Imagine the scene:
You’re in a large room, full of people. As you wander among them, you watch them interact, talk, laugh, but not one of them pays any attention to you. Not one gives you even the slightest glance, acknowledging that you’re there.
You stop and turn to some, asking questions. Nobody reacts. You yell, you scream. You hop up and down and wave your hands in front of their faces to get their attention. But nobody so much as flinches. You get completely ignored – as if you didn’t exist.
Sounds like a nightmare, doesn’t it?
There are those that live that nightmare each and every day of their lives. Ignored. Non-existent. A zero. Completely invalid.
Although they exist in bodily form, they feel like a shadow of a person, a ghost. Pushed into oblivion by childhood emotional neglect.
They don’t understand themselves, their world, or those who live in it with them. They don’t feel they can voice their opinion or ask questions. No one notices them.
No one ever told them: “I see you. I hear you. I’m here for you. I’m listening.”
But that is exactly what they need: Validation.
Why Validation is so Vital for Recovering from Childhood Emotional Neglect
The fact is that a wound can only begin healing when it’s noticed and attended to.
Emotional neglect is a wound deep inside a person that’s often not noticed easily by others. Validation is like hearing the silent screams of this person and paying attention to it.
Only then can any healing begin. How?
Validation promotes recognition and acknowledgment.
It allows the person suffering from emotional neglect to feel heard. No longer are their feelings ignored. No longer do they feel as if everyone is thinking they’re crazy. Finally, they get recognition that their feelings exist and that there are reasons for them.
In particular, acknowledging their negative feelings can bring great relief. When you acknowledge their anger, frustration, and sadness as something real, it confirms the validity of those emotions. That they’re not simply an overreaction.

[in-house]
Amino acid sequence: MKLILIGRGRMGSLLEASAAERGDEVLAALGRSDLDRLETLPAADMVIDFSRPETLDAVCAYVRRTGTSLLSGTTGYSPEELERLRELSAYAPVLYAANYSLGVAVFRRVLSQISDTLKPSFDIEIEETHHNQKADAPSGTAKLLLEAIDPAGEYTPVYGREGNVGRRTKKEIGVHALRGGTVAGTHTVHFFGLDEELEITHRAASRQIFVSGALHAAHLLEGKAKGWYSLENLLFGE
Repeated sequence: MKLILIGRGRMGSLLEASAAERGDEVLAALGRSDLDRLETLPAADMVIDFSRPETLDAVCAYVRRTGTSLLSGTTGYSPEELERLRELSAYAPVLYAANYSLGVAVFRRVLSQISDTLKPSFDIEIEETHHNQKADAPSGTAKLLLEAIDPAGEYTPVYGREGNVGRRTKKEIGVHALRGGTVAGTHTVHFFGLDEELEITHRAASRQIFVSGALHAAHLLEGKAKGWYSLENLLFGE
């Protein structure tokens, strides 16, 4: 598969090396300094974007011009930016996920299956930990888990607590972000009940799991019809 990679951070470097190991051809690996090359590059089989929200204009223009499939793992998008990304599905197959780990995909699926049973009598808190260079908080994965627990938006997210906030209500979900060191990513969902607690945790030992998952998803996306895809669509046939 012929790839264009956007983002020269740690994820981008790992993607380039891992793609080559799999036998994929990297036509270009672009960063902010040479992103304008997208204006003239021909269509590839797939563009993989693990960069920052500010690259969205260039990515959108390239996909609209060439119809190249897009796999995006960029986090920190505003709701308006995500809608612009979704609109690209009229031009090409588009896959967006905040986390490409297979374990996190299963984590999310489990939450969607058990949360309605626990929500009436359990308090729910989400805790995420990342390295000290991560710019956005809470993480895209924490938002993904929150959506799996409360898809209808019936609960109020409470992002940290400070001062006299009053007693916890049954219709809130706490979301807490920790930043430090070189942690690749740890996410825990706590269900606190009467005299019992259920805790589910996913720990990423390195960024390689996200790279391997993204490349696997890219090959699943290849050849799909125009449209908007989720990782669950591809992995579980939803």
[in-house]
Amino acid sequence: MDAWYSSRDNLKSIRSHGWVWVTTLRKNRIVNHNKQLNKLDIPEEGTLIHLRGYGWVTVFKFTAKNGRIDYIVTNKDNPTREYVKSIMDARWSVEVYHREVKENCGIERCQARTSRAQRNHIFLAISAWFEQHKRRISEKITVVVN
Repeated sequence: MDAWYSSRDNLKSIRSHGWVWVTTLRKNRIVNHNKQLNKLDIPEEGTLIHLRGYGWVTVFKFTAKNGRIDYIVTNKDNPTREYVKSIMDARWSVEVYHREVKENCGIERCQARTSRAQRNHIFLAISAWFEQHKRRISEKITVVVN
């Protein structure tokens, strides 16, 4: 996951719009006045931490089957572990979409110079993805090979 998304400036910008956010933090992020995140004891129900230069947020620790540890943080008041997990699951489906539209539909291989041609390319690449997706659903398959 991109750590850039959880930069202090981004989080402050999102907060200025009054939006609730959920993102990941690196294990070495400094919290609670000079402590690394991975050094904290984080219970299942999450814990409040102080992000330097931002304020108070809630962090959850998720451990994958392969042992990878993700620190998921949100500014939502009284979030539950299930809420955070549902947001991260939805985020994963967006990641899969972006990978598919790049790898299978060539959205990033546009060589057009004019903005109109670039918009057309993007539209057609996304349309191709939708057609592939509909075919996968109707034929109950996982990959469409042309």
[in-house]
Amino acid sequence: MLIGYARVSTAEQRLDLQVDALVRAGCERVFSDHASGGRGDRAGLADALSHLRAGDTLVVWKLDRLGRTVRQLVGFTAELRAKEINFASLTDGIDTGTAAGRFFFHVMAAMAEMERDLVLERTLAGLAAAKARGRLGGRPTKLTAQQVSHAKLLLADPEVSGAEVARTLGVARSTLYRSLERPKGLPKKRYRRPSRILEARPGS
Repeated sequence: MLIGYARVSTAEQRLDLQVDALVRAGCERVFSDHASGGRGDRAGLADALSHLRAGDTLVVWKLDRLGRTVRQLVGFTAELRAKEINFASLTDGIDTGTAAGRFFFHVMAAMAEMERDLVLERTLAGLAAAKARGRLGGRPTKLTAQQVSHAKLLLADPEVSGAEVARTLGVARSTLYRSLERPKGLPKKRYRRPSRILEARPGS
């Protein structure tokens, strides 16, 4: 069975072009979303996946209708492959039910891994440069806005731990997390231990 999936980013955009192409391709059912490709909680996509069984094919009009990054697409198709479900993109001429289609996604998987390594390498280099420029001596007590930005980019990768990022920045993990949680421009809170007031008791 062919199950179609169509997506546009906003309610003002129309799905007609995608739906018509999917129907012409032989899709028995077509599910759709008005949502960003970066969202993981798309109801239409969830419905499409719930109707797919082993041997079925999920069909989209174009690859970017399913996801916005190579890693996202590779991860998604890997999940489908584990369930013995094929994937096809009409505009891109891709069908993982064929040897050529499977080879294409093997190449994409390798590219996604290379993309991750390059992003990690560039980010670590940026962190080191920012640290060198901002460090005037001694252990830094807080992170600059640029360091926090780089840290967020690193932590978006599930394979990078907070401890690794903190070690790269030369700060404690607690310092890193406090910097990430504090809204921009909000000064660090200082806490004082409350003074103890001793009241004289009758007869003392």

Once a person feels validated, they can begin managing their emotions. Now, they don’t have to convince others anymore that their feelings are real. They can openly talk about them, recount their thoughts and worries. It unlocks the door to their secret world.
Validation leads to acceptance and understanding.
No matter if you agree with them or not, accepting and not judging the feelings of those pained by childhood emotional neglect, helps the healing process. It shows them true compassion, sympathy, and empathy. That, in turn, facilitates understanding and promotes trust.
Understanding comes through active listening, absorbing, and reflecting back what you heard them say. Once that person feels understood, they can then start seeing their past as what it truly was. They can see that their pain is not their fault and they can begin accepting those feelings themselves. It eventually can lead them to forgive and move on.
Validation provides assurance and support.
Knowing that their feelings are normal, can provide great relief for a victim of childhood emotional neglect. They no longer have to worry about feeling odd or anxious. Their self-esteem can begin to recover.
When you validate them, it assures them that you’re by their side and that they’re important to you. It helps them to understand that they’re not alone anymore. And when you give them support without telling them what to do or minimizing their feelings, you give them freedom. It takes a lot of pressure and self-doubt off their shoulders and helps them to be motivated.
As you can see, validation has immense power. It teaches a person suffering from the effects of childhood emotional neglect to exist as an individual. It confirms and testifies to their feelings and opinions. That they exist, have substance and value, and that they’re valid, worthwhile, and important. Validation is vital for healing.